The more she visited the village, the less trust she had in the things she had been taught about it her whole life. She knew the village was not full of evil beasts and began to resent the people who had always taught her otherwise. She began to grow weary of waiting for her marriage to the prince. She had been waiting for and preparing for this event her whole life and she started to doubt weather or not her betrothal was real. She tried to send messages to the royal family to get any news she could about the upcoming marriage, but her messages went unanswered. She wondered if they somehow knew her secrets and were avoiding her on purpose.
It was a warm summer day, about a year after her accident in the village that opened her eyes. Jane was again wandering through the village trying to learn for herself what was good and what was evil when she saw a small pathway into the forest that she had longed to go down many times before. It was on this day that she decided to venture down this new path. Once she was well enough into the forest that the village was out of sight she removed her head cover. It was a feeling of freedom she had never felt before. Even though she was always uncovered at home, this was the first time she had ever fully removed the cover from her head outside of the safety of the hillside. She immediately realized the weight that the cover had been exerting on her and she naturally jumped to her feet and began to dance around. She danced and danced and laughed and sang, no longer worried about the sorcerer and his powers.
As she was dancing she didn’t even notice the young woman watching her from the edge of the forest. Jane finally ended her song and dropped down onto the warm ground to catch her breath. She was startled to hear the woman come up behind her and she was immediately afraid. But the woman was kind and friendly and after the initial fear faded, Jane asked the woman to join her. They talked and laughed as if they had been long time friends. Jane was curious to know all about the woman and her life in the village and the woman in turn was curious and about Jane’s life on the hillside. After hours of talking Jane knew she was expected to be at home and walked with the woman out of the forest, carrying her head covering, but not worrying to put it back on even when they reached the village. The new friends said their goodbyes and Jane walked through the village with her eyes and ears wide open for the first time in her life. She smiled and waved to the villagers as she passed them and was happy to be among them.
As she was walking home she saw a couple of the nobles walking home from the market, covered as usual. Jane quickly hid in an alley-way until they had passed, worried that they had seen her uncovered. She quickly realized that they could not have seen her, being covered as they were. She felt relief and sadness both that her secret was still safe, but also that her friends could not see the truth of what the village really was.
At home she was still trying to get word from the royal family about the marriage, but each day she was more and more convinced that even if the marriage were to happen, it was not what she really wanted. Jane loved her time in the village and the freedom she felt while she was there. She had a true friend in the village who opened her eyes to even more than she could see herself. She knew her future husband, the prince would never marry her if he knew what she had done. To break the engagement would be devastating to her family and their place in the social structure of the nobility. She would be shunned and possibly cast out from her home if she did not do continue her daily preparation for the marriage that she was not even sure would ever come. Jane was torn between two worlds, with a secret that was becoming too heavy to bear.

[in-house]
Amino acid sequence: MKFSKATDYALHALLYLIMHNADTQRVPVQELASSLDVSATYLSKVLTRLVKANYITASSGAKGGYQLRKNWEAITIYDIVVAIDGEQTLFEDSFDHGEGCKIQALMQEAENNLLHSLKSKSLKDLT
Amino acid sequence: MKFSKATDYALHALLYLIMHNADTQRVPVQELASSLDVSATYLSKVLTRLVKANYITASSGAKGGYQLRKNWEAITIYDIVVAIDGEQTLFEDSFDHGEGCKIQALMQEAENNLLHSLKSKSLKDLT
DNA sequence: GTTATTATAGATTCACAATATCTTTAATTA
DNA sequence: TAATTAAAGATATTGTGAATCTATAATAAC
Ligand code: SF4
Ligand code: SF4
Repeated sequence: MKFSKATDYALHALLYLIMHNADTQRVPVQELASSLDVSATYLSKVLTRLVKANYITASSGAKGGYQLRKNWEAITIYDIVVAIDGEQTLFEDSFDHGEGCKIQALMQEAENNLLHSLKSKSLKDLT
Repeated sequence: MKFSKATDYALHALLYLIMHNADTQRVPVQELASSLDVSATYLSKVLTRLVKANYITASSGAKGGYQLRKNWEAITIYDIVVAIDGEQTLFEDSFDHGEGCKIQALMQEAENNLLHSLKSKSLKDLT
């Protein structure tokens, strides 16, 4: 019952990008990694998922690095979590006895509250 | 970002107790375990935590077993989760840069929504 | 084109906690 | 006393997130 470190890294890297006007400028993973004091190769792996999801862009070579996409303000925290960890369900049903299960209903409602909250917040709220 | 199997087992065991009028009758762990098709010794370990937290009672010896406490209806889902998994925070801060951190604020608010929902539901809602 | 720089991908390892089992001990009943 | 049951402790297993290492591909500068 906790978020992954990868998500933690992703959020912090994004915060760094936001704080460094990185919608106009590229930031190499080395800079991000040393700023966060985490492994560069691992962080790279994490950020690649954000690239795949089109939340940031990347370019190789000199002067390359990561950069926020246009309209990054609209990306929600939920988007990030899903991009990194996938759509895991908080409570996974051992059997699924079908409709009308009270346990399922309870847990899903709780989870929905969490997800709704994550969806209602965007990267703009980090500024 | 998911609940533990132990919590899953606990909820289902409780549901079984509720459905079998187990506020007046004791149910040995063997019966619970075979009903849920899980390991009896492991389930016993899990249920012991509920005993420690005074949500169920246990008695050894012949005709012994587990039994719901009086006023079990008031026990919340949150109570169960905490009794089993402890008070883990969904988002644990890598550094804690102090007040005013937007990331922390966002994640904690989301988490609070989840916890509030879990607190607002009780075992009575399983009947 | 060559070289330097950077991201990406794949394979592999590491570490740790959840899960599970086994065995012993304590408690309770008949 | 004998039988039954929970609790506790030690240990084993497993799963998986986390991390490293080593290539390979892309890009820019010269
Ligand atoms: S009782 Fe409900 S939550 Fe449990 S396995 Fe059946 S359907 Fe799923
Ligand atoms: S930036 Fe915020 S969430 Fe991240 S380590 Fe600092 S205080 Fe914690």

She could no longer pretend to believe in the sorcerer’s magic as she had been taught. She felt let down by all the deceptions she had been led to believe and sad for all the beauty she had unknowingly shielded herself from all these years. She still loved her family and friends on the hillside, but pretending had become too exhausting. After a few years of living in limbo, Jane finally decided to move out of the estate on the hillside and into the village. She found that the preparation to become royal had taught her many useful skills that were needed in the village and she found work right away. She made new friends, but still longed to be with her family.
One day as she was shopping in the market she saw her parents shopping for food. Jane called out to her mother and father and waved her arms. But they could not see or hear her. They would not see her smile or hear her story. They assumed she and anyone else in the village had become beasts, but their protective covers isolated them from the truth. Jane considered running up to them and pulling their covers off, forcing them to see her as she was, not as a beast, but as a happy woman. She knew this would be offensive to her parents though so she waited day after day for anyone from her family to come looking for her, to lift their covers and see her for themselves. Every now and then she would see a familiar face from the hillside, uncovered as she was and felt an instant connection to them. But her family was always covered, day after day. So she continued to wait and to this day she is still waiting.